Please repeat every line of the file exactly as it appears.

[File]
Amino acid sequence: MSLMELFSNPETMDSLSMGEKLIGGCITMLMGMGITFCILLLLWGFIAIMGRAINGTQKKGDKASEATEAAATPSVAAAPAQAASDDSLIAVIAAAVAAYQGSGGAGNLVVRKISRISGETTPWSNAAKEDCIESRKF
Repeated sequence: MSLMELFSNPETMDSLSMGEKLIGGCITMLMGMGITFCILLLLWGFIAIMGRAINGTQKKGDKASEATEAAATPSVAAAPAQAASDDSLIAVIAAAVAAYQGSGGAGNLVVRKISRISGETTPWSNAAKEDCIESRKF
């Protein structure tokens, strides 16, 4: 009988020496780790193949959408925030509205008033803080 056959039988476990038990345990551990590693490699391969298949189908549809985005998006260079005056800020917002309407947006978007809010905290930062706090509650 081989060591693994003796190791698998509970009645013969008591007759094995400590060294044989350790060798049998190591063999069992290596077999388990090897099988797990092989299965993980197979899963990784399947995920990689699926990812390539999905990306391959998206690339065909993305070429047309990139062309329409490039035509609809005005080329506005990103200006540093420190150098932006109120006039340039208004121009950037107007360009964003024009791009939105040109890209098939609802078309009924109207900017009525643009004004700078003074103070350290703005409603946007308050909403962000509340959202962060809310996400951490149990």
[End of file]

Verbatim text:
Amino acid sequence: MSLMELFSNPETMDSLSMGEKLIGGCITMLMGMGITFCILLLLWGFIAIMGRAINGTQKKGDKASEATEAAATPSVAAAPAQAASDDSLIAVIAAAVAAYQGSGGAGNLVVRKISRISGETTPWSNAAKEDCIESRKF
Repeated sequence: MSLMELFSNPETMDSLSMGEKLIGGCITMLMGMGITFCILLLLWGFIAIMGRAINGTQKKGDKASEATEAAATPSVAAAPAQAASDDSLIAVIAAAVAAYQGSGGAGNLVVRKISRISGETTPWSNAAKEDCIESRKF
């Protein structure tokens, strides 16, 4: 009988020496780790193949959408925030509205008033803080 056959039988476990038990345990551990590693490699391969298949189908549809985005998006260079005056800020917002309407947006978007809010905290930062706090509650 081989060591693994003796190791698998509970009645013969008591007759094995400590060294044989350790060798049998190591063999069992290596077999388990090897099988797990092989299965993980197979899963990784399947995920990689699926990812390539999905990306391959998206690339065909993305070429047309990139062309329409490039035509609809005005080329506005990103200006540093420190150098932006109120006039340039208004121009950037107007360009964003024009791009939105040109890209098939609802078309009924109207900017009525643009004004700078003074103070350290703005409603946007308050909403962000509340959202962060809310996400951490149990």